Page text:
Many years ago, my wife would take time out from our business day to attend Rabbi Schoenfeld’s shiurim at the Orthodox Union. Invariably, she would return inspired by what he had to say.
There is an old saying that the “Shoemaker should stick to his last.” I have read many of Rabbi Schoenfeld’s columns, most of which lead me to the conclusion that as a commentator on political and social issues he would be well advised to limit himself to his role as a rabbinical and consultant and to his obvious gift as a teacher of Torah.
Samuel B. Cohen
RABBI SCHONFELD RESPONDS:
Dear Mr. Cohen:
As the saying goes, “I don’t care what they say about me, as long as they spell my name right.” You will notice at the beginning of each of my columns that my name is spelled Schonfeld.
Thank you for your kind words.
The l’vayah of Chaim “Lobo” Silber, took place last week on Thursday morning. I sat and wept along with hundreds of others, a sea of people, whose lives this great man touched. He was a gift – a precious gift, whom Hashem gave us for 70 years. The depth of sadness is beyond description.
Chaim a”h, was a man whose life was filled with countless acts of chesed that knew no bounds. He was a man of integrity and dignity, filled with kindness and love for his family, friends, and all humankind. Chaim a”h had a heart of gold and a genuine, beautiful smile, that would light up a room. He was strong, yet so sensitive and understanding: a gentle giant, bigger than life. He was witty and filled with wisdom. Chaim knew when he had to be tough and when to be soft. He was a lifeline for thousands.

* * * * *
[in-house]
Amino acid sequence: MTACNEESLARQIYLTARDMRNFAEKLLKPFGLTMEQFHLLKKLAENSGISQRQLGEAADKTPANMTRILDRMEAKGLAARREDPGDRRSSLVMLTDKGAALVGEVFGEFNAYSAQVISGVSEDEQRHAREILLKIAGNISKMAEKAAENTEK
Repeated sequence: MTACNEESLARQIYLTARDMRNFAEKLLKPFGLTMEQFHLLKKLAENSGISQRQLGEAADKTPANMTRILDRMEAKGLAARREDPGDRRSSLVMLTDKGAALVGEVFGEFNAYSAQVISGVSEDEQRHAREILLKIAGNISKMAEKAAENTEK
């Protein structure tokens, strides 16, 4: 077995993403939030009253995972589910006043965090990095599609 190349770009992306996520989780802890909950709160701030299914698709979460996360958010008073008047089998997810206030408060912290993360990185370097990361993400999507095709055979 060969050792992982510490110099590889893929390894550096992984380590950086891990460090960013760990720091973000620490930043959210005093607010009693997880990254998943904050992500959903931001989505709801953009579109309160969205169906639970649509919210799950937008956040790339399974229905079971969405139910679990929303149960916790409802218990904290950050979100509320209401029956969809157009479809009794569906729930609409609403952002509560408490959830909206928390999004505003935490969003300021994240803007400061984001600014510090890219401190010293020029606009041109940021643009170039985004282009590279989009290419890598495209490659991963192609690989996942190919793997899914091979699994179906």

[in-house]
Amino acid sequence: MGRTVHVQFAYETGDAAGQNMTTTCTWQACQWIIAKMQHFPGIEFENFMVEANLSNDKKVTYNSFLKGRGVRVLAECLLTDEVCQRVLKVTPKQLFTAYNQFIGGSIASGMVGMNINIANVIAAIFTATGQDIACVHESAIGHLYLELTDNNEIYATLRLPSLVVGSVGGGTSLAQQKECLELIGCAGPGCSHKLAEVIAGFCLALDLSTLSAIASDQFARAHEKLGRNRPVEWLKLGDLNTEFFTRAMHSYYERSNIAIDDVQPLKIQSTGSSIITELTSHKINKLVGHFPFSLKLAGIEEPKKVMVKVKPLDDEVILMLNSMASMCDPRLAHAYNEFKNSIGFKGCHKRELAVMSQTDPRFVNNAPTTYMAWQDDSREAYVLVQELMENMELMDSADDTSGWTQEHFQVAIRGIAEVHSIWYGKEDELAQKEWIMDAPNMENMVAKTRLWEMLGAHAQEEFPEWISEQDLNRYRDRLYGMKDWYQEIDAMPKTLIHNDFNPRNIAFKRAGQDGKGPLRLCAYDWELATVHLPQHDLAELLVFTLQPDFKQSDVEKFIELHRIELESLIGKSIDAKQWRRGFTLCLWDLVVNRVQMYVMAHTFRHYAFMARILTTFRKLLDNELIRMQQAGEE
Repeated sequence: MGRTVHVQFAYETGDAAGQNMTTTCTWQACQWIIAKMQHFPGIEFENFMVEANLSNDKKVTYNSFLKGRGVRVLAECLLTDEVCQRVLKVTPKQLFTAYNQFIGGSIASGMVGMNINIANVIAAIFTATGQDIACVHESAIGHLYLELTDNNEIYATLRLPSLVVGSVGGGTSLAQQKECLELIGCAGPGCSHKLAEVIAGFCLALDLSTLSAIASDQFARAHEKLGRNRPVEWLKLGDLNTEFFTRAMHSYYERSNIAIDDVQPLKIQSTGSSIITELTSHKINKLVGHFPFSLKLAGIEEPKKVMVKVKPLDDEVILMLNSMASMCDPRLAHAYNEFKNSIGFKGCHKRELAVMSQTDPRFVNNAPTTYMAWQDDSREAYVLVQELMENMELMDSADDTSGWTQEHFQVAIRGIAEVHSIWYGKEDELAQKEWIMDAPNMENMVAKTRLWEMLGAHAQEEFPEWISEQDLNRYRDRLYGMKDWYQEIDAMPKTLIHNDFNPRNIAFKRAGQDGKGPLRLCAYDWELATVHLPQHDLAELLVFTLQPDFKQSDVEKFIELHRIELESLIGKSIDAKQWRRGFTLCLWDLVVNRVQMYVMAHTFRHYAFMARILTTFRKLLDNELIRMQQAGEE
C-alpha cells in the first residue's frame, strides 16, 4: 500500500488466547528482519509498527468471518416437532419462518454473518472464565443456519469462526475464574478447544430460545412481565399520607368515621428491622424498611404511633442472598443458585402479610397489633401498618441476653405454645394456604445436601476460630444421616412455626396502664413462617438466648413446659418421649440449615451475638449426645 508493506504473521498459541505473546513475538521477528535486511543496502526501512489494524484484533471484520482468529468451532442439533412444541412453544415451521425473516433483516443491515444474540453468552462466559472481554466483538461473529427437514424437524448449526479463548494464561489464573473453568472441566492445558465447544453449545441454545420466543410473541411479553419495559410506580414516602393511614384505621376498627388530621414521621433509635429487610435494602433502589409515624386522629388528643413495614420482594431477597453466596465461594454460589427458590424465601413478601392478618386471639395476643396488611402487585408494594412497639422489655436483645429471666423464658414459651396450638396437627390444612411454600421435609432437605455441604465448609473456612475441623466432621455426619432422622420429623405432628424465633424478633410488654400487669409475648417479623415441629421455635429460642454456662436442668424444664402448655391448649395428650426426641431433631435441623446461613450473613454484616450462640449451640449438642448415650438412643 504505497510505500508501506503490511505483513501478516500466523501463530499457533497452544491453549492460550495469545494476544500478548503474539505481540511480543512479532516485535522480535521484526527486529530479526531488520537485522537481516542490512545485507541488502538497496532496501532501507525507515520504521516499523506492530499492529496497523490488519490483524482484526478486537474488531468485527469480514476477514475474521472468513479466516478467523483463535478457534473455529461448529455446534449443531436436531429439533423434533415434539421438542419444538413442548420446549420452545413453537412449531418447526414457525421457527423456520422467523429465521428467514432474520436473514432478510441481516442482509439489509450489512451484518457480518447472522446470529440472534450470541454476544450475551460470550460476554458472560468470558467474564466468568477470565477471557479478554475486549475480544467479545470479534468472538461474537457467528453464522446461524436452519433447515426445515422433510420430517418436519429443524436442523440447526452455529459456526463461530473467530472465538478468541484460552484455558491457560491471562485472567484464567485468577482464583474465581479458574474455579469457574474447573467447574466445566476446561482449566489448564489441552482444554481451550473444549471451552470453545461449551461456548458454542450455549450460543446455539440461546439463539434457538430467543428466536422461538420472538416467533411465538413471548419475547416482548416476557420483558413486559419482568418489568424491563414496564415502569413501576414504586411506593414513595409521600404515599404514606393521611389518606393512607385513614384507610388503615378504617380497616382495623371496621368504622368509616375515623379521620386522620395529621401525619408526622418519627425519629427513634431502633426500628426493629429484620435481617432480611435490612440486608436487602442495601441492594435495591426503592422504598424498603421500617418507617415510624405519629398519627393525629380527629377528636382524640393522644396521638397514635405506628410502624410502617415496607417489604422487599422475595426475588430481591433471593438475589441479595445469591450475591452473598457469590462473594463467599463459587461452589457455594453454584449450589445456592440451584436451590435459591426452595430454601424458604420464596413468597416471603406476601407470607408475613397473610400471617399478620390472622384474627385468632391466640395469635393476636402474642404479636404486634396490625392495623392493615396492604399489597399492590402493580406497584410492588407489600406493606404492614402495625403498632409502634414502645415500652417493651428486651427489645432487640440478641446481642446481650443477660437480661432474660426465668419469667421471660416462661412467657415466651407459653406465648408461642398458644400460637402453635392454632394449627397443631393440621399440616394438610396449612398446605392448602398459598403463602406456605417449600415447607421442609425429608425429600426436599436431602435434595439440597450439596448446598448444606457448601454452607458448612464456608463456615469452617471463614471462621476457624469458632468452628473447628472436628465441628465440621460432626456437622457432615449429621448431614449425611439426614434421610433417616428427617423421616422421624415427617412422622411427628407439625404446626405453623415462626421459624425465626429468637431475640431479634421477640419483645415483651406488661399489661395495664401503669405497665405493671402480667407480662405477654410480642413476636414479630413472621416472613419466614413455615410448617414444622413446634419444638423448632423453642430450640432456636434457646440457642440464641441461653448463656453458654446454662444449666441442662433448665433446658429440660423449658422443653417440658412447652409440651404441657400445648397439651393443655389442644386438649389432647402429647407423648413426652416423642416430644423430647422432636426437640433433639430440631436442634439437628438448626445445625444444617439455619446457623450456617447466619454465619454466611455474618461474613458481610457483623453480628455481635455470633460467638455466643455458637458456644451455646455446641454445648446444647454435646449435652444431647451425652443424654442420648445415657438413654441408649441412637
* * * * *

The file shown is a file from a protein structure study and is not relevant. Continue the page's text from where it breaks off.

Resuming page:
There will be a deep chasm, a painful void, for me, my husband (who worked for Chaim most of his working years), for my family, and for all who were blessed to have Chaim a”h in their lives. Let’s hope that, moving forward, we will learn and follow his stellar example of being there in any way we can for each other. What a wonderful and more beautiful world this will be, for us and for generations to come. It’s unbearably hard to imagine the world without him.
We pray that dear, special Chaim a”h will watch over us all, just as he did in life. I will always remember him with abundant admiration and respect for the amazing man he was. He is sorely missed.
May he be a meilitz yosher for us all. Y’hi zichro baruch!
Kew Gardens Hills
Thank you for taking time to write for our local Jewish paper. Your articles (“Dating Today”) are interesting and informative. This past week I took offense with your article. There are many people who read your column, including many young adults. I didn’t feel the article was in good taste for our wholesome Queens community.
I would like to suggest that your future articles reflect the positive side of shidduchim, giving men and women hope that they will one day find normal, healthy shidduchim.
Possibly allow your readers to share beautiful and inspiring stories how they found their bashert. I am hopeful that these stories will reflect the fact that Hashem runs the world and makes proper shidduchim for klal Yisrael.
I wish you continued hatzlachah in all your endeavors.